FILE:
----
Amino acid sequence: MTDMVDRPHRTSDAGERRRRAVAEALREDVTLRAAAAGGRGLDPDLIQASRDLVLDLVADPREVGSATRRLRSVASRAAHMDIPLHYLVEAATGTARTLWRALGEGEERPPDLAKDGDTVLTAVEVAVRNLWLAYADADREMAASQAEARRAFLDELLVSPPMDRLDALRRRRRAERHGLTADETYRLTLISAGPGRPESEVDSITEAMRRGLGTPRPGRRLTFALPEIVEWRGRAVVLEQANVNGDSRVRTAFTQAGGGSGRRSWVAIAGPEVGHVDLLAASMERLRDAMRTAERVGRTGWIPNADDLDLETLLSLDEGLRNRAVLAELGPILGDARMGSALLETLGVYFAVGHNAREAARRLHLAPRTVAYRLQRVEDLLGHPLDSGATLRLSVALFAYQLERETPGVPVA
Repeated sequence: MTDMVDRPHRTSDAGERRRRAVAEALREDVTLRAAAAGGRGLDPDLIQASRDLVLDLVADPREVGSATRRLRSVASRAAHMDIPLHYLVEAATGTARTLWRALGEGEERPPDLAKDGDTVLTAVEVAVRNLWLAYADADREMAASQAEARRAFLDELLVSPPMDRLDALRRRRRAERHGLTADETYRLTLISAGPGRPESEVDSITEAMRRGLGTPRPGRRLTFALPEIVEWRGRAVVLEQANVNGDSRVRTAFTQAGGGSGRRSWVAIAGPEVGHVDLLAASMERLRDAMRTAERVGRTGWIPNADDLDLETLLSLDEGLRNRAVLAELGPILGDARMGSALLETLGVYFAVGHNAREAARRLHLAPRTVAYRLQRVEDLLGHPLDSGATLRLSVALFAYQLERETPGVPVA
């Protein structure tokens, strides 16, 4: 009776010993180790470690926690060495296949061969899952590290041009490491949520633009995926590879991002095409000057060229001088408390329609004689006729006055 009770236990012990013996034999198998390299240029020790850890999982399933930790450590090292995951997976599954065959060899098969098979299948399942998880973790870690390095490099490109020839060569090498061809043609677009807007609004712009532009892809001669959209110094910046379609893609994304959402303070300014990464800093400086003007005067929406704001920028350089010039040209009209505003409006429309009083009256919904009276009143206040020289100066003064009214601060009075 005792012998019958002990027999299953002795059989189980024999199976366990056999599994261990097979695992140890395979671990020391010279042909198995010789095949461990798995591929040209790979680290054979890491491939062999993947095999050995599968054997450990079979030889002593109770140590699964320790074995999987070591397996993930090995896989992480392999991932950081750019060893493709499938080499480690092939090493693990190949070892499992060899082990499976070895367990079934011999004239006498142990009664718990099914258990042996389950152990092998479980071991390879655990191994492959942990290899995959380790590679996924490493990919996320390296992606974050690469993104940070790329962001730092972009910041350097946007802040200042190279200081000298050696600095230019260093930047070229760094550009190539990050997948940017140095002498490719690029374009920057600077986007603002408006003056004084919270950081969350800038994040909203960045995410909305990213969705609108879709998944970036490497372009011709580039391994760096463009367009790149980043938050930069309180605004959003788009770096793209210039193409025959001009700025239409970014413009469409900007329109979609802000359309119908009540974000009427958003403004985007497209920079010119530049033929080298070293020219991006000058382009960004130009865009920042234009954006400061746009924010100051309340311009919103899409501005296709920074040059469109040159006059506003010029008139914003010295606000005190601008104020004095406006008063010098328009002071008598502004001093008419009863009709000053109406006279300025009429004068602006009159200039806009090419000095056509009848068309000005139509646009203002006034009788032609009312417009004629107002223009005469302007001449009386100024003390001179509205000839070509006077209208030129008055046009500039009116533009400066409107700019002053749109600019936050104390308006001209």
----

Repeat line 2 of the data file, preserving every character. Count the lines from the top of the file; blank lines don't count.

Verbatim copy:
Repeated sequence: MTDMVDRPHRTSDAGERRRRAVAEALREDVTLRAAAAGGRGLDPDLIQASRDLVLDLVADPREVGSATRRLRSVASRAAHMDIPLHYLVEAATGTARTLWRALGEGEERPPDLAKDGDTVLTAVEVAVRNLWLAYADADREMAASQAEARRAFLDELLVSPPMDRLDALRRRRRAERHGLTADETYRLTLISAGPGRPESEVDSITEAMRRGLGTPRPGRRLTFALPEIVEWRGRAVVLEQANVNGDSRVRTAFTQAGGGSGRRSWVAIAGPEVGHVDLLAASMERLRDAMRTAERVGRTGWIPNADDLDLETLLSLDEGLRNRAVLAELGPILGDARMGSALLETLGVYFAVGHNAREAARRLHLAPRTVAYRLQRVEDLLGHPLDSGATLRLSVALFAYQLERETPGVPVA